Story Cubes Challenge Round 9: Now What?

This isn’t truly a Story Cubes Challenge entry because my cubes are at home, but I woke up this morning with some Thanksgiving football plot bunnies hopping madly in my head. If you’re not from Massachusetts, the annual high school Thanksgiving Day rivalry game is hotly contested and a huge town tradition for most schools. Exeter is no different. If you’ve read Thrown Out, this is set the Thanksgiving before. 

Now What?

Thanksgiving Day, 2000

Dan pulled on his coat and left his apartment, shivering a little as the cold air hit his face. He pulled his good gloves from the pockets as he walked across the lawn to the house. The kitchen door was open, and Mom and Maggie were already cooking.

“Brie,” he called, and heard feet thumping down the front stairs.

“Morning to you, too,” Maggie said, sticking her tongue out.

“Yeah, yeah.” Just Dan grinned and hugged his sister. “Morning, Mom.” He called again, “Brie, I thought you had to be there at nine?”

His sister skidded into the kitchen dressed in layer upon layer. “Just let me grab my instrument.” She took the clarinet case from its spot in the living room, then slipped her feet into shoes and grabbed her uniform bag from the back of the kitchen door. “OK, I’m ready.”

Dan shook his head and led the way outside. He swung the truck through the small town’s streets to get to the high school. “Can I park back behind the band room, or will they make me move it?”

Briana rolled her eyes. “There are going to be cars everywhere.”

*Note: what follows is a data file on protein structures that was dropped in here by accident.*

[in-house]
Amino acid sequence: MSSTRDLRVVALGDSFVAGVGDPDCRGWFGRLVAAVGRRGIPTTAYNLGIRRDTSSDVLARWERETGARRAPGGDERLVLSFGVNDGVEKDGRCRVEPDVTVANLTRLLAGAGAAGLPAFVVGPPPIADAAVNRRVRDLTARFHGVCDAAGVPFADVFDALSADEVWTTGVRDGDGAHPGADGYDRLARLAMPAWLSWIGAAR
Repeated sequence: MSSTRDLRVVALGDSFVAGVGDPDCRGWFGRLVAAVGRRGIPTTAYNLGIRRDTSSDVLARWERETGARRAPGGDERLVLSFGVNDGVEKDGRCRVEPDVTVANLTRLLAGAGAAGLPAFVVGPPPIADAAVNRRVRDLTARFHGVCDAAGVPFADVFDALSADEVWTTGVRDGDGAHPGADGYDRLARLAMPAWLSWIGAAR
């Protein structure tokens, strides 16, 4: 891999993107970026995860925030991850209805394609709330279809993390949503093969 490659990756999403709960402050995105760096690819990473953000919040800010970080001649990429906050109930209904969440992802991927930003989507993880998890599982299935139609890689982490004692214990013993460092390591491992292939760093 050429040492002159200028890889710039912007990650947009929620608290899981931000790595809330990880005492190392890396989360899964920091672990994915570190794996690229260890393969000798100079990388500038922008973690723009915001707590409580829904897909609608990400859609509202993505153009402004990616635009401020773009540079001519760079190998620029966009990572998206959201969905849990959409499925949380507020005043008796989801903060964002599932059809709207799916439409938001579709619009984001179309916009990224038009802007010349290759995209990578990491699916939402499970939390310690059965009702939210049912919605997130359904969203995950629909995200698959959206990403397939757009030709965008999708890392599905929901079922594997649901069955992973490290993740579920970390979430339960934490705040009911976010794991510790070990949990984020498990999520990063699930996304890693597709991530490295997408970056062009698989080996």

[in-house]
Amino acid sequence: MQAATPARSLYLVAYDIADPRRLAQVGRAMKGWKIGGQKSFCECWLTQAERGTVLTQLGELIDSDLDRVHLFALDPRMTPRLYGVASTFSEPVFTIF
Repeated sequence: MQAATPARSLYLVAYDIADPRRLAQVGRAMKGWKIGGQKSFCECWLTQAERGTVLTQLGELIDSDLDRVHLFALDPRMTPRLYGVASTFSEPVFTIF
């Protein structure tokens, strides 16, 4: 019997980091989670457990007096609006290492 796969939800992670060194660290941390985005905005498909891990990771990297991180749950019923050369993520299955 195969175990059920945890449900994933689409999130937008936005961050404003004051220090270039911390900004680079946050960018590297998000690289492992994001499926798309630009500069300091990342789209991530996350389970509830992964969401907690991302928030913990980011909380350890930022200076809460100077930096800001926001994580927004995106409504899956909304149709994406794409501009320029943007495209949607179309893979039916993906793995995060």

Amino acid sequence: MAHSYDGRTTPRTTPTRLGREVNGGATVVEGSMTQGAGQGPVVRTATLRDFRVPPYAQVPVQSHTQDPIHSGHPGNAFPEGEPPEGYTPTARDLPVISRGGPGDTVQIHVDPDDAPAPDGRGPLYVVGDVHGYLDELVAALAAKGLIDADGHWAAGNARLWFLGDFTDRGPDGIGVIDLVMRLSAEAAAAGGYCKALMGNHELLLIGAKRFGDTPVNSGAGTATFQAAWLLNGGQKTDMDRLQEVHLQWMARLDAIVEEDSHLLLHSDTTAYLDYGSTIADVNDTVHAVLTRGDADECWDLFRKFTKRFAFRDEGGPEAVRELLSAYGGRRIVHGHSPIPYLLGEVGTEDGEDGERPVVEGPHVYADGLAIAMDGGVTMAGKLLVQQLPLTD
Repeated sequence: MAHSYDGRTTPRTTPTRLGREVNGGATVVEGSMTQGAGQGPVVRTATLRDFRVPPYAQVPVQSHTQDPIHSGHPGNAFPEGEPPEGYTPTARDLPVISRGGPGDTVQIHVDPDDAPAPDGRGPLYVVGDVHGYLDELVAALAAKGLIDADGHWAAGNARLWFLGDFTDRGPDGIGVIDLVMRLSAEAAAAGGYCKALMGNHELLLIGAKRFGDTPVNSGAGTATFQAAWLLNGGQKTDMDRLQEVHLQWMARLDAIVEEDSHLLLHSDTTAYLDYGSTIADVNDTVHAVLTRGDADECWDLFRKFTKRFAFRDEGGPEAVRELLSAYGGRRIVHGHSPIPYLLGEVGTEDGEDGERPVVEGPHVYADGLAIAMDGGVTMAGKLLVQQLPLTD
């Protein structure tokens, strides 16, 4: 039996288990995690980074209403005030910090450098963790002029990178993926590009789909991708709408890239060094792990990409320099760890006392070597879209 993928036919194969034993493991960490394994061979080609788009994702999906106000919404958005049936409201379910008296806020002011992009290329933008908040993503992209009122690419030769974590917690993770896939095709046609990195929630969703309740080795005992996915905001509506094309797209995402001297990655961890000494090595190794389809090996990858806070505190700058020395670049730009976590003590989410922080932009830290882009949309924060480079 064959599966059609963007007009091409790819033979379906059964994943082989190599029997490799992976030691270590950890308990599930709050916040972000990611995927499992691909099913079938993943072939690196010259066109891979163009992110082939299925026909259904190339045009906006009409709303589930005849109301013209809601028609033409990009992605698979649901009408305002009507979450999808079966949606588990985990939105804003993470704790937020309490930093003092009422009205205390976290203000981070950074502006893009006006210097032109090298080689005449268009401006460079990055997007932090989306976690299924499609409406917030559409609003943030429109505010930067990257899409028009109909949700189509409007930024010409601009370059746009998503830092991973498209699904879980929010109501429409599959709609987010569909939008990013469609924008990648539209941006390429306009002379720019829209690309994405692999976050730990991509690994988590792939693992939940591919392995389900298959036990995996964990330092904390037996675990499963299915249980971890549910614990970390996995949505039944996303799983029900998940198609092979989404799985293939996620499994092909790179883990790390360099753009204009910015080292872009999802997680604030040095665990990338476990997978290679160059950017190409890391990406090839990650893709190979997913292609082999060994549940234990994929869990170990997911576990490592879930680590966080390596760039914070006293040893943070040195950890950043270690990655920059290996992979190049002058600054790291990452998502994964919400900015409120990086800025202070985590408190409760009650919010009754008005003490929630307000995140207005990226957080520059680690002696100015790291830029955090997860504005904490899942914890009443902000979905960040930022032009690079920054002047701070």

“Don’t look at me – I always parked down by the locker rooms at the other end of the school.”

Briana shook her head. “Don’t forget, you promised to watch the halftime show.”

“I won’t forget.” He tugged on the braid that hung down her back. “Go on, or you’ll be late.” He parked his pickup and waited to make sure his little sister could manage everything before walking over to the football field.

There were already big lines an hour before kickoff for the annual rivalry game with Maynardville, and he waited patiently, chatting with friends and people in town while he waited in line. It wasn’t until he got in and was walking around the track that he spotted Evan and Liz near the concession stand.

“Happy Thanksgiving!” His cousin reached up to hug him, then Dan high-fived his best friend.

“You guys are still coming over for dinner, right?” he asked.

Liz nodded. “Gram and Ma were going over early to help your mom with dinner, and I made a pie last night.”

“Two pies, but we had part of the other one for breakfast.” Evan grinned. “You bringing anybody today?”

Dan shook his head. “Who would I bring?”

“What about that guy you were seeing?” Liz asked.

Dan flushed. “Yeah, he wasn’t exactly a ‘bring to Thanksgiving dinner’ guy. And I stopped seeing him a couple of weeks ago.”

Liz reached over and hugged him. “You’ll find somebody, Danny,” she said.

He smiled at the old nickname. “Thanks.”

“So is anybody bringing somebody new to dinner tonight?” Evan asked.

“Mom and Dad don’t want us to bring somebody unless it’s serious,” Dan said. “So other than you guys and Eric, it’s just the family. Bridget was making some noises about us meeting the guy she’s seeing, but I think he’s coming by tonight after his family’s dinner.”

“Just as well,” Evan said. But he didn’t explain until they were walking around the track, down past the stands toward the grassy area beyond the endzone where the middle school kids tossed around a football.

When they were standing away from everybody, Dan turned to his friends. “OK, what’s up?”

Liz grinned. “We have a big favor to ask you, and we wanted to do it before we tell everybody else our news today.”

Evan wrapped his arm around her shoulders. “And we know it’s a lot to ask, so we understand if you say no.”

Dan looked at them, both wearing big grins. “So what’s the-” He stopped. “Wait, are you…?”

Liz nodded. “In May. You’re the first person we’ve told.”

Dan’s eyes widened. “Even your parents?”